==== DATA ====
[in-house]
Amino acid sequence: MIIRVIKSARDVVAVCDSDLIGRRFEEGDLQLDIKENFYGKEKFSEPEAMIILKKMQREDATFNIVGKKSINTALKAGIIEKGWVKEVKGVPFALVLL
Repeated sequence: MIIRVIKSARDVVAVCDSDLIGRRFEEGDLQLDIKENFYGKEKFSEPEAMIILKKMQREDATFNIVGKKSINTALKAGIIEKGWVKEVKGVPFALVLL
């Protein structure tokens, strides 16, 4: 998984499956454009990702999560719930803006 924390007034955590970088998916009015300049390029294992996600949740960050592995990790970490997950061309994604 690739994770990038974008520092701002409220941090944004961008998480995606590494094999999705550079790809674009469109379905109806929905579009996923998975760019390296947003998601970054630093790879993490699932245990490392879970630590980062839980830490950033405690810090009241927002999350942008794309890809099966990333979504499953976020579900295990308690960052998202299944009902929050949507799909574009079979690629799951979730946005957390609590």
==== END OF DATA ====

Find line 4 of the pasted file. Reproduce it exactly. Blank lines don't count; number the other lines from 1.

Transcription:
């Protein structure tokens, strides 16, 4: 998984499956454009990702999560719930803006 924390007034955590970088998916009015300049390029294992996600949740960050592995990790970490997950061309994604 690739994770990038974008520092701002409220941090944004961008998480995606590494094999999705550079790809674009469109379905109806929905579009996923998975760019390296947003998601970054630093790879993490699932245990490392879970630590980062839980830490950033405690810090009241927002999350942008794309890809099966990333979504499953976020579900295990308690960052998202299944009902929050949507799909574009079979690629799951979730946005957390609590």